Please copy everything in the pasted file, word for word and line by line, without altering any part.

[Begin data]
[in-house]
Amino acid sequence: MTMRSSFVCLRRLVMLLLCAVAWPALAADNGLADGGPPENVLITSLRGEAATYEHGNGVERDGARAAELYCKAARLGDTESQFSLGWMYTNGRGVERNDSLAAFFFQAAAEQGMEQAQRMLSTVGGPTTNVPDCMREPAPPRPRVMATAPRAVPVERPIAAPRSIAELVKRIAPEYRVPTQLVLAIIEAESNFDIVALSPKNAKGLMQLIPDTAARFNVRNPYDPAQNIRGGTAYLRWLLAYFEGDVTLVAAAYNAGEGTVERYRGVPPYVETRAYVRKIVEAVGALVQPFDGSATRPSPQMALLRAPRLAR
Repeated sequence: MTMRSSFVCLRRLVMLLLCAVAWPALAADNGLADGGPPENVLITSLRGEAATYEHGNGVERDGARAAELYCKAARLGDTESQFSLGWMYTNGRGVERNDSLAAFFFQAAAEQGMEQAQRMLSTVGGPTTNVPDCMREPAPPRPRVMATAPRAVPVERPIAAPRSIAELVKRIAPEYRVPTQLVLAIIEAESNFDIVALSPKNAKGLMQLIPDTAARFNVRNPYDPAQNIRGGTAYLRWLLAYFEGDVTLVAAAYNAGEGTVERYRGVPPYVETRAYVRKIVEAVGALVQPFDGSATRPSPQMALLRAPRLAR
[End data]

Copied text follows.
[in-house]
Amino acid sequence: MTMRSSFVCLRRLVMLLLCAVAWPALAADNGLADGGPPENVLITSLRGEAATYEHGNGVERDGARAAELYCKAARLGDTESQFSLGWMYTNGRGVERNDSLAAFFFQAAAEQGMEQAQRMLSTVGGPTTNVPDCMREPAPPRPRVMATAPRAVPVERPIAAPRSIAELVKRIAPEYRVPTQLVLAIIEAESNFDIVALSPKNAKGLMQLIPDTAARFNVRNPYDPAQNIRGGTAYLRWLLAYFEGDVTLVAAAYNAGEGTVERYRGVPPYVETRAYVRKIVEAVGALVQPFDGSATRPSPQMALLRAPRLAR
Repeated sequence: MTMRSSFVCLRRLVMLLLCAVAWPALAADNGLADGGPPENVLITSLRGEAATYEHGNGVERDGARAAELYCKAARLGDTESQFSLGWMYTNGRGVERNDSLAAFFFQAAAEQGMEQAQRMLSTVGGPTTNVPDCMREPAPPRPRVMATAPRAVPVERPIAAPRSIAELVKRIAPEYRVPTQLVLAIIEAESNFDIVALSPKNAKGLMQLIPDTAARFNVRNPYDPAQNIRGGTAYLRWLLAYFEGDVTLVAAAYNAGEGTVERYRGVPPYVETRAYVRKIVEAVGALVQPFDGSATRPSPQMALLRAPRLAR